Hooked: The City’s Freshest Fish Come Once in a Blue Moon

Meet the Greenmarket fairy tale couple behind the enterprise.

EM8-LowRes30Call it a farmers market love story. Almost 20 years ago a Long Island fisherman named Alex who sold his catch at the Greenmarket every Saturday caught something unexpected: the eye of Stephanie, a recent NYU grad who worked the orchard stand next to his.

They’d chat during lulls, as market vendors do, and before long she was spending weekends in Mattituck. Eventually, she didn’t want to go back to the city when Monday came around.

That was 18 years ago; today Alex and Stephanie Villani run Blue Moon Fish together. But romance isn’t why, at Union Square on Wednesdays and at the Greenwich Street Greenmarket on Saturdays, Manhattanites patiently line up, a dozen deep, single file, to buy their remarkably fresh catch. Unlike most Long Island fishers, who sell their haul to distributors, the Villanis drive into town twice a week for a symbiosis that makes them—and their customers— very happy.

“We buy from them because they are straight from the boat,” says chef Ryan Kn of Café Asean in the West Village, one of a dozen Manhattan chefs who shop the stand each week. With the possible exception of fish you catch yourself, Blue Moon’s fish is the city’s freshest.

“If it’s crossed out, it’s sold out,” Stephanie explains on a recent Wednesday, pointing to a dry-erase board with several items crossed out. “We usually sell out of everything.”

The board lists over a dozen fish—skate to fluke, blowfish to blackfish—plus clams, mussels, oysters, scallops and home-smoked fish. The catch varies with the seasons: tuna and mahimahi in summer, herring in winter, porgies and sea robins year-round—even the elusive Long Island lobster in spring and fall.

“People have trouble with the idea of local fish,” says Stephanie. “They ask for salmon or shrimp or Chilean sea bass, and I explain Chilean sea bass isn’t from here, and it’s really overfished, and isn’t even bass. But we have great striped bass and great black sea bass.” (Stephanie empathizes with farmers who have to explain in spring that there isn’t any corn yet.)

A one-boat operation (Alex goes it alone on their 36-foot Duffy), the Villanis offer wellknown fish like cod and swordfish, but they remind customers there are other fish in the sea, recommending perfectly delicious species that larger fishers discard, like sea robin and sand shark. They even have free fish heads for stock.

Customers, some of whom have been shopping at the stand weekly since 1990, express their heartfelt gratitude. “They say it’s really hard to find high-quality, fresh fish at reasonable prices in the city,” she says. “I like to hear that our fish tastes great. Most fishers put stuff in a box and never hear about it.” Alex, who grew up in the city but started fishing commercially in the early 1970s, raking clams and catching eels and crabs, recalls a surprising interaction with a customer shortly after he started selling at the Greenmarket in 1990. “The customer said ‘Thank you,'” he recalls. “No wholesaler had every thanked me for my fish.”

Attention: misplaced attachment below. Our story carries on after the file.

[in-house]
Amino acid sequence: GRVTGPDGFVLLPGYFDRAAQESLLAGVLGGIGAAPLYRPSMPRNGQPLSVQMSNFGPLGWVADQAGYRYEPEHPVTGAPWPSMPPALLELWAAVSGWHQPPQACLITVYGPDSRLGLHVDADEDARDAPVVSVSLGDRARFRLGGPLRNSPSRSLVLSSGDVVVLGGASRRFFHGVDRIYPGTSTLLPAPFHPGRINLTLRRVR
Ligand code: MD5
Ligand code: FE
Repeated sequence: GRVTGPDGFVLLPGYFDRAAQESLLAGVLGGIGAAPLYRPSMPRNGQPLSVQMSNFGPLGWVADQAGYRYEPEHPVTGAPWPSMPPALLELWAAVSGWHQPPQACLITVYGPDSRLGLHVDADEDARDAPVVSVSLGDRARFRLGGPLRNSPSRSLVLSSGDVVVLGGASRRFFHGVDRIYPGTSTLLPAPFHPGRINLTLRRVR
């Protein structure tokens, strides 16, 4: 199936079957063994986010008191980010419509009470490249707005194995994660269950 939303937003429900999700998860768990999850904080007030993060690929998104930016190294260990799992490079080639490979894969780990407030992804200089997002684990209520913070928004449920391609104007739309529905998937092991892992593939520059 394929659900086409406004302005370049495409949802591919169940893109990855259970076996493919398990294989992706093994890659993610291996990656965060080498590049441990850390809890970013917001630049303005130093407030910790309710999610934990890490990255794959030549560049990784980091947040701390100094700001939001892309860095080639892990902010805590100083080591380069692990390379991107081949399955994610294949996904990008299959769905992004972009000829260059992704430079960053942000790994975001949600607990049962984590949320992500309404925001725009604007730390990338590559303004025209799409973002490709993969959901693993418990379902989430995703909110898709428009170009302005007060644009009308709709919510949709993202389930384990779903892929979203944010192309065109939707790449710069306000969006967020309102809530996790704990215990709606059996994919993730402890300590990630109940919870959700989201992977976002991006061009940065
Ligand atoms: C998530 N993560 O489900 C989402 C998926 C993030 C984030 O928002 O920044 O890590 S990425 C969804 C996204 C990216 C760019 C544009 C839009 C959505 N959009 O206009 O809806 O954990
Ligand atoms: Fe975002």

Those thankful customers include some chefs at some of the city’s most beloved eateries. At Spanish spot Txkito in West Chelsea, chef/owner Alex Raij gets the majority of her seafood from Alex and Stephanie, including “exceptionally tender little squid” plus whole fish destined for the nightly specials board. “They’re almost like a part of the restaurant,” says Raij.

Their clams are steamed and served with pride at Old Town Bar, just north of Union Square. “It’s great stuff, and nice folks, too,” says Old Town’s David VanDenburgh.

Of course the Villanis don’t just do it for the praise. “Billy Joel was right when he said ‘You can’t make a living as a bayman anymore,'” says Alex. “You really can’t.” Distributors and canneries pay fishers a small fraction of the retail price. But at the Greenmarket, there’s no middleman—just the fisher (or farmer) and the customer. “That’s why we’re here,” says Alex. “We can make a living.”

Back at the couple’s home in Mattituck, Stephanie was in a cargo container retrofitted as a smokehouse preparing one of Blue Moon’s most popular products, and, for customers without a taste for muffins, the best ready-to-eat snack at Union Square: smoked bluefish. “Even people who don’t like bluefish like it smoked,” she says. The fillets of the particularly oily species develop a slightly caramel crust even as the inside retains its succulence.

She smokes fish twice a week, using applewood from a Hudson Valley orchard that sells at the Greenmarket, and taking advantage of any catch—bluefish, dogfish, striped bass, monkfish, eel—that’s abundant that week. (She smokes sea scallops around Christmas and jars them in olive oil, with garlic and parsley, but that’s just for friends and family.)

That smoked bluefish is a mainstay on the menu of Doma Café in the West Village, where chef Evie Polesny has been buying the intensely flavored fillets and making pâté since before she even worked as a chef. She remains dedicated beyond the blue, too: “They are the only ones we buy from,” says Polesny, “and it’s the only fish we serve in the restaurant.

“They’re closed for a month or two each winter,” Polesny says, “so for a few weeks each year we have to source from someone else, which is a major hardship for the restaurant. It’s never as good.”

Photo credit: Max Flatow

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Brian is the editor at large of Edible East End, Edible Long Island, Edible Manhattan and Edible Brooklyn. He writes from his home in Sag Harbor, New York, where he and his family tend a home garden and oysters. He is also obsessed with ducks, donuts and dumplings.